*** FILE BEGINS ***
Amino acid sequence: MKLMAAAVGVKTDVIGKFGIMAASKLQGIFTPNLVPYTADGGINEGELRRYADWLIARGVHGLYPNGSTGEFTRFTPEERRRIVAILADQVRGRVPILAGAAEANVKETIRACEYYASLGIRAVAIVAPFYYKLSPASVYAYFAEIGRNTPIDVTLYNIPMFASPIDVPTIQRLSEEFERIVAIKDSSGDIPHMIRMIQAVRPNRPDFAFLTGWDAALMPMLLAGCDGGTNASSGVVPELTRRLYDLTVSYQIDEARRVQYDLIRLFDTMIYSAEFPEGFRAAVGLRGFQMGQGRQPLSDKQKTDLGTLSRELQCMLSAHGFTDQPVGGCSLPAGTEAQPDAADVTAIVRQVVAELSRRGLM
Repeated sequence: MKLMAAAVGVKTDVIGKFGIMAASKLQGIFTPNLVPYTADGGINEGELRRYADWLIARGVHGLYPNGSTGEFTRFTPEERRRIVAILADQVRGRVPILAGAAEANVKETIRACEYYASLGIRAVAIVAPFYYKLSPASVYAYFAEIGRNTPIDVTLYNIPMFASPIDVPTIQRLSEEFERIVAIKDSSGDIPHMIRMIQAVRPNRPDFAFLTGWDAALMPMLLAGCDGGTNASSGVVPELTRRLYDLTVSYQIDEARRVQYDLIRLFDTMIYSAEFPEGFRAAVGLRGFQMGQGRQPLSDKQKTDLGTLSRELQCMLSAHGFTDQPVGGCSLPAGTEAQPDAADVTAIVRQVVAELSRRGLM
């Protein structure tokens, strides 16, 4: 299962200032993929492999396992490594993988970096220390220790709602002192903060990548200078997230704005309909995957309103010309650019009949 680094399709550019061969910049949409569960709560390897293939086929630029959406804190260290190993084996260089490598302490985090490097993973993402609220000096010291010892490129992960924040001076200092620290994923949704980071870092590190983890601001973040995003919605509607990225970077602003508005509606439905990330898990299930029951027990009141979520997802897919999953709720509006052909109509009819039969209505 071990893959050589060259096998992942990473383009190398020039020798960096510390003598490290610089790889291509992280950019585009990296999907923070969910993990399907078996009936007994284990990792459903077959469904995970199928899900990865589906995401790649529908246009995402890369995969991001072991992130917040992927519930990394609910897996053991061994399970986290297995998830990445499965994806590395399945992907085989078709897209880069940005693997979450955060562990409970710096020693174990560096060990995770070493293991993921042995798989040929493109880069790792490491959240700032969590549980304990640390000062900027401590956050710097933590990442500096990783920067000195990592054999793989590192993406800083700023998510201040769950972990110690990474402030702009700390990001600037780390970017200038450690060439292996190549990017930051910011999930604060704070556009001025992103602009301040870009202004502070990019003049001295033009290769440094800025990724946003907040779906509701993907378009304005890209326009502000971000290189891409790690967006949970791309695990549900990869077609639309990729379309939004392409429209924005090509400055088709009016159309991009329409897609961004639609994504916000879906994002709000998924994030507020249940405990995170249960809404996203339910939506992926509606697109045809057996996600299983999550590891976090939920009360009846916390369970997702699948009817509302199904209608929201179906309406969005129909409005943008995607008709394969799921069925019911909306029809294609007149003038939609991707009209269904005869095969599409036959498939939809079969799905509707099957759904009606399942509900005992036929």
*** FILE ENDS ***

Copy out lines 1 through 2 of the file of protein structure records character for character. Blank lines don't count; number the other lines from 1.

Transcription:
Amino acid sequence: MKLMAAAVGVKTDVIGKFGIMAASKLQGIFTPNLVPYTADGGINEGELRRYADWLIARGVHGLYPNGSTGEFTRFTPEERRRIVAILADQVRGRVPILAGAAEANVKETIRACEYYASLGIRAVAIVAPFYYKLSPASVYAYFAEIGRNTPIDVTLYNIPMFASPIDVPTIQRLSEEFERIVAIKDSSGDIPHMIRMIQAVRPNRPDFAFLTGWDAALMPMLLAGCDGGTNASSGVVPELTRRLYDLTVSYQIDEARRVQYDLIRLFDTMIYSAEFPEGFRAAVGLRGFQMGQGRQPLSDKQKTDLGTLSRELQCMLSAHGFTDQPVGGCSLPAGTEAQPDAADVTAIVRQVVAELSRRGLM
Repeated sequence: MKLMAAAVGVKTDVIGKFGIMAASKLQGIFTPNLVPYTADGGINEGELRRYADWLIARGVHGLYPNGSTGEFTRFTPEERRRIVAILADQVRGRVPILAGAAEANVKETIRACEYYASLGIRAVAIVAPFYYKLSPASVYAYFAEIGRNTPIDVTLYNIPMFASPIDVPTIQRLSEEFERIVAIKDSSGDIPHMIRMIQAVRPNRPDFAFLTGWDAALMPMLLAGCDGGTNASSGVVPELTRRLYDLTVSYQIDEARRVQYDLIRLFDTMIYSAEFPEGFRAAVGLRGFQMGQGRQPLSDKQKTDLGTLSRELQCMLSAHGFTDQPVGGCSLPAGTEAQPDAADVTAIVRQVVAELSRRGLM